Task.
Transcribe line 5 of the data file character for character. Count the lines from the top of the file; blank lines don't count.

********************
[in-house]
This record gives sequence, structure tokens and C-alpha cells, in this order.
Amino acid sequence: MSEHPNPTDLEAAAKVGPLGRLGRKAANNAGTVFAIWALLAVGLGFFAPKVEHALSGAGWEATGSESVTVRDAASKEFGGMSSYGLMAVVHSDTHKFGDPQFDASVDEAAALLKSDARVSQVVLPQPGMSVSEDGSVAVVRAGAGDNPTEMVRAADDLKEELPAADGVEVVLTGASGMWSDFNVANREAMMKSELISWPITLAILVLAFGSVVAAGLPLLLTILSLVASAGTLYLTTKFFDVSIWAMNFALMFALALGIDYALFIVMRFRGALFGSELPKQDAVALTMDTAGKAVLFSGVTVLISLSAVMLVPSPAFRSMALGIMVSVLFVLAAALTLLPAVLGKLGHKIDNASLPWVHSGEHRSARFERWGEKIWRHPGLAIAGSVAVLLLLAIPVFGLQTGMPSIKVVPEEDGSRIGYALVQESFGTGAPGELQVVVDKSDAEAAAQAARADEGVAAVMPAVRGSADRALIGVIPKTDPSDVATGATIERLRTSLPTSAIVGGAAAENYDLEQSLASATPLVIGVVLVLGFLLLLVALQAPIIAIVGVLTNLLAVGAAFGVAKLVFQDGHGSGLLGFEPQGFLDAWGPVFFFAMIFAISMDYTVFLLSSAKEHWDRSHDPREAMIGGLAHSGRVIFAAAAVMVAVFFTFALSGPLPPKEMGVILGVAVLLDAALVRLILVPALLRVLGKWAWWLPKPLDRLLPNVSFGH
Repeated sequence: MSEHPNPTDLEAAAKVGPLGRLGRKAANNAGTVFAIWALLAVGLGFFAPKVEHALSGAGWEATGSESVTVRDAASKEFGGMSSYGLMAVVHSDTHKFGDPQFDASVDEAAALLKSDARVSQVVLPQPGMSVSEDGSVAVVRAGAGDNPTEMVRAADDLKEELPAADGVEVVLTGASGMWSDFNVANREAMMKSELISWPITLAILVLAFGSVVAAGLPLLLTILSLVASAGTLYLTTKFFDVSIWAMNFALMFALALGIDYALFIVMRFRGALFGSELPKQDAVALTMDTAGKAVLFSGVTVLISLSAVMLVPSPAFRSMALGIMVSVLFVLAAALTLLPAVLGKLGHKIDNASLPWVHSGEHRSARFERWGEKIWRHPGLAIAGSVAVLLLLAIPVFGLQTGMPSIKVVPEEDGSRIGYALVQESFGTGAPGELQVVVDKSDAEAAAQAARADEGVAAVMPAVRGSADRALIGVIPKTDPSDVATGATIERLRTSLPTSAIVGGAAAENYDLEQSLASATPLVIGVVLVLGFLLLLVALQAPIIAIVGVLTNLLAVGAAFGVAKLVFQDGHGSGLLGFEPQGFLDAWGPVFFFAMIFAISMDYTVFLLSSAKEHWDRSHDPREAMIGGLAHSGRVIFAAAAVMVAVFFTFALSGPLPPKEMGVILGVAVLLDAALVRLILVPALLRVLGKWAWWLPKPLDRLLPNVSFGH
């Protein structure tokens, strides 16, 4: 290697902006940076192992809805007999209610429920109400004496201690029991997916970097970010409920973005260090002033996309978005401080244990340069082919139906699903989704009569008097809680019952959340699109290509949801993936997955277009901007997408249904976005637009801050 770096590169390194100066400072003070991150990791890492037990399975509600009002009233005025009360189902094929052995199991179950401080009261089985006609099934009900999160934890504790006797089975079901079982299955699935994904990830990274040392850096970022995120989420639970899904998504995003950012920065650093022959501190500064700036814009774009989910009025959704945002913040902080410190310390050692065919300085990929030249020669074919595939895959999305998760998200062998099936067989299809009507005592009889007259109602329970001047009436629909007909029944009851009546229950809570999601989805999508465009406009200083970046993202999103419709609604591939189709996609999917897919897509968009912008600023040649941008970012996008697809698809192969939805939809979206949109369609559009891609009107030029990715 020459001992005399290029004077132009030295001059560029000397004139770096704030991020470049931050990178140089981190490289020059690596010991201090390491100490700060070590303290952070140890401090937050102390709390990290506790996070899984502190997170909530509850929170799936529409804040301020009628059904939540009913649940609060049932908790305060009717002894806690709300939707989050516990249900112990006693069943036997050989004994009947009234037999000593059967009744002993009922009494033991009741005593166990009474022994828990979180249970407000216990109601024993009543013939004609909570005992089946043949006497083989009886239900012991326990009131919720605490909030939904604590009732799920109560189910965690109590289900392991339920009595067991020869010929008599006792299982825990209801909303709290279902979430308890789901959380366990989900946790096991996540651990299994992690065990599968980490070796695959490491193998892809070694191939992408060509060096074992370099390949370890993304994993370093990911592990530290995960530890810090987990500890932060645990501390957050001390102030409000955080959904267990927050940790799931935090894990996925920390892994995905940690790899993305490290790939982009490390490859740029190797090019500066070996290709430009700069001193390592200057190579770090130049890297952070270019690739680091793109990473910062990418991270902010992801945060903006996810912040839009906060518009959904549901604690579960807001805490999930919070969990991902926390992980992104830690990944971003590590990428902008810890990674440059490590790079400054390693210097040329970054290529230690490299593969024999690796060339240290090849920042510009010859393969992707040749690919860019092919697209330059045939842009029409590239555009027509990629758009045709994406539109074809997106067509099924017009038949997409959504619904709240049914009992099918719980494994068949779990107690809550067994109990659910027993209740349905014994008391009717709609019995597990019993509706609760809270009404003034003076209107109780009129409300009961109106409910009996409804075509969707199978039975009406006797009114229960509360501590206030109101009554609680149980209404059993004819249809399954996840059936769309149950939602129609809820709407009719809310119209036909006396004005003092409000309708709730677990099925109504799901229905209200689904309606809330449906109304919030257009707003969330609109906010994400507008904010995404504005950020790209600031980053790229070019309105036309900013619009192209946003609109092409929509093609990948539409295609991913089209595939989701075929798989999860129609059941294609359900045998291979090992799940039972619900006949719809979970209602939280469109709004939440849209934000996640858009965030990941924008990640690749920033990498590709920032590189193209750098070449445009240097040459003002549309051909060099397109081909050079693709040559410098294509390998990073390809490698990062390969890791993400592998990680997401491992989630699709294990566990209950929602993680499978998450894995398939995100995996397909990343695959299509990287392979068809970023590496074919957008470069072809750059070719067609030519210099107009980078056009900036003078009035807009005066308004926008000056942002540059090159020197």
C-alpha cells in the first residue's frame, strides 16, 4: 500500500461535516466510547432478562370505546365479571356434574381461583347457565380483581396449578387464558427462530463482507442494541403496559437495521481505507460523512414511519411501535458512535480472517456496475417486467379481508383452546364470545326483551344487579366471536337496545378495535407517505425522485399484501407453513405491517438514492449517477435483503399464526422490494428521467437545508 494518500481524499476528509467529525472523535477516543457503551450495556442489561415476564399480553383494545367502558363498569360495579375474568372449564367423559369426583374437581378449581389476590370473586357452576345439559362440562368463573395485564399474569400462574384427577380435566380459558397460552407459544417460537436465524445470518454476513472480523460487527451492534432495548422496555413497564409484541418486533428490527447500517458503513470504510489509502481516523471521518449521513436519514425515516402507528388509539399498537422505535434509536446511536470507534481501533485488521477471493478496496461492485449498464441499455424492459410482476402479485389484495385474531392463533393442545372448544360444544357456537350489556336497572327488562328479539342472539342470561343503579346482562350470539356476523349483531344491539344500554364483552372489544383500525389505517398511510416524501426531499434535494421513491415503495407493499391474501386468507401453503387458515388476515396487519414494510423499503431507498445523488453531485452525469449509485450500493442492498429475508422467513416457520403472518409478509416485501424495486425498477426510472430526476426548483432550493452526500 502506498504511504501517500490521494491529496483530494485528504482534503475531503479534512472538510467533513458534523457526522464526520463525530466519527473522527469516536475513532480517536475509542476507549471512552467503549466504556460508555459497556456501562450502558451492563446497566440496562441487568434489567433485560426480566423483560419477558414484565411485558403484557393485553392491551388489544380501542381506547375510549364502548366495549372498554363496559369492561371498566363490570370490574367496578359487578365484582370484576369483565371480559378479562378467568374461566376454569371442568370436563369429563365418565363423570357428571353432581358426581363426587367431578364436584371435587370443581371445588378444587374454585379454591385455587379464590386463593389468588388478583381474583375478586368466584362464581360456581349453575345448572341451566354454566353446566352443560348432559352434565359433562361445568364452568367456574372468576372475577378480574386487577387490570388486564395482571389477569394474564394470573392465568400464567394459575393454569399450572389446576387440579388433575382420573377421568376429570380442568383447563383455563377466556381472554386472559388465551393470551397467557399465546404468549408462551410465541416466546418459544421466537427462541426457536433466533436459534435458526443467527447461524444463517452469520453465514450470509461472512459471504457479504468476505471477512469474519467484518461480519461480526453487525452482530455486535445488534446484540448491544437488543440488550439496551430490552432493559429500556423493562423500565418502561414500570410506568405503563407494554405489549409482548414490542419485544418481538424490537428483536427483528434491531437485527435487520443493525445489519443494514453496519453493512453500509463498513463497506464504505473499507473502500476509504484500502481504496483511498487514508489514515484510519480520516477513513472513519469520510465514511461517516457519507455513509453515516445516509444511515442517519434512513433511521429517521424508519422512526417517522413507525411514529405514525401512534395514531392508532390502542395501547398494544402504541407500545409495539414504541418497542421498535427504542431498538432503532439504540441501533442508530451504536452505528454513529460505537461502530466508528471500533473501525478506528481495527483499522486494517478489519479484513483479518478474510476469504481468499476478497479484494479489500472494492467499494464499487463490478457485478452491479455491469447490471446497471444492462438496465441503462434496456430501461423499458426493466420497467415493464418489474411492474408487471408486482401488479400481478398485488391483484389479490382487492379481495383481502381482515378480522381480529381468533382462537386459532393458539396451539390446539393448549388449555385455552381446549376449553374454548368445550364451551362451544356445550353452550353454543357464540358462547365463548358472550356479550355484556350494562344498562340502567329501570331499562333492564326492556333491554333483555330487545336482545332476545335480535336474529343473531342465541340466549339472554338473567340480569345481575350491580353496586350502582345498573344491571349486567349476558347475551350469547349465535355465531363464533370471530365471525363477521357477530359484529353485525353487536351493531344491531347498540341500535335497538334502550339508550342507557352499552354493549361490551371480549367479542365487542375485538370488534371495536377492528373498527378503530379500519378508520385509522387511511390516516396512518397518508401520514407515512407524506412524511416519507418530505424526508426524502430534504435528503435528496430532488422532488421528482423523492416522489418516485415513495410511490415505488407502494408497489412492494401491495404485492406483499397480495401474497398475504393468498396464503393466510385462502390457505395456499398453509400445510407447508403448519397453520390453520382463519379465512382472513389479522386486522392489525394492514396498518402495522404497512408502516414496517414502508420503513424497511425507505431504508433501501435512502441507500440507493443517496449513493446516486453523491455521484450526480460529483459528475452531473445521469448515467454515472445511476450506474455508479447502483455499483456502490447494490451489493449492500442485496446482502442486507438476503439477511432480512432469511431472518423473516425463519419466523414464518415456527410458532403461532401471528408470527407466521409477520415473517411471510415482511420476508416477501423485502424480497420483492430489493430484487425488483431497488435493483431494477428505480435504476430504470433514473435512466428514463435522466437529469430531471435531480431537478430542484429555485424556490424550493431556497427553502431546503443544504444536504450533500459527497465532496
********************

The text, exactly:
């Protein structure tokens, strides 16, 4: 290697902006940076192992809805007999209610429920109400004496201690029991997916970097970010409920973005260090002033996309978005401080244990340069082919139906699903989704009569008097809680019952959340699109290509949801993936997955277009901007997408249904976005637009801050 770096590169390194100066400072003070991150990791890492037990399975509600009002009233005025009360189902094929052995199991179950401080009261089985006609099934009900999160934890504790006797089975079901079982299955699935994904990830990274040392850096970022995120989420639970899904998504995003950012920065650093022959501190500064700036814009774009989910009025959704945002913040902080410190310390050692065919300085990929030249020669074919595939895959999305998760998200062998099936067989299809009507005592009889007259109602329970001047009436629909007909029944009851009546229950809570999601989805999508465009406009200083970046993202999103419709609604591939189709996609999917897919897509968009912008600023040649941008970012996008697809698809192969939805939809979206949109369609559009891609009107030029990715 020459001992005399290029004077132009030295001059560029000397004139770096704030991020470049931050990178140089981190490289020059690596010991201090390491100490700060070590303290952070140890401090937050102390709390990290506790996070899984502190997170909530509850929170799936529409804040301020009628059904939540009913649940609060049932908790305060009717002894806690709300939707989050516990249900112990006693069943036997050989004994009947009234037999000593059967009744002993009922009494033991009741005593166990009474022994828990979180249970407000216990109601024993009543013939004609909570005992089946043949006497083989009886239900012991326990009131919720605490909030939904604590009732799920109560189910965690109590289900392991339920009595067991020869010929008599006792299982825990209801909303709290279902979430308890789901959380366990989900946790096991996540651990299994992690065990599968980490070796695959490491193998892809070694191939992408060509060096074992370099390949370890993304994993370093990911592990530290995960530890810090987990500890932060645990501390957050001390102030409000955080959904267990927050940790799931935090894990996925920390892994995905940690790899993305490290790939982009490390490859740029190797090019500066070996290709430009700069001193390592200057190579770090130049890297952070270019690739680091793109990473910062990418991270902010992801945060903006996810912040839009906060518009959904549901604690579960807001805490999930919070969990991902926390992980992104830690990944971003590590990428902008810890990674440059490590790079400054390693210097040329970054290529230690490299593969024999690796060339240290090849920042510009010859393969992707040749690919860019092919697209330059045939842009029409590239555009027509990629758009045709994406539109074809997106067509099924017009038949997409959504619904709240049914009992099918719980494994068949779990107690809550067994109990659910027993209740349905014994008391009717709609019995597990019993509706609760809270009404003034003076209107109780009129409300009961109106409910009996409804075509969707199978039975009406006797009114229960509360501590206030109101009554609680149980209404059993004819249809399954996840059936769309149950939602129609809820709407009719809310119209036909006396004005003092409000309708709730677990099925109504799901229905209200689904309606809330449906109304919030257009707003969330609109906010994400507008904010995404504005950020790209600031980053790229070019309105036309900013619009192209946003609109092409929509093609990948539409295609991913089209595939989701075929798989999860129609059941294609359900045998291979090992799940039972619900006949719809979970209602939280469109709004939440849209934000996640858009965030990941924008990640690749920033990498590709920032590189193209750098070449445009240097040459003002549309051909060099397109081909050079693709040559410098294509390998990073390809490698990062390969890791993400592998990680997401491992989630699709294990566990209950929602993680499978998450894995398939995100995996397909990343695959299509990287392979068809970023590496074919957008470069072809750059070719067609030519210099107009980078056009900036003078009035807009005066308004926008000056942002540059090159020197």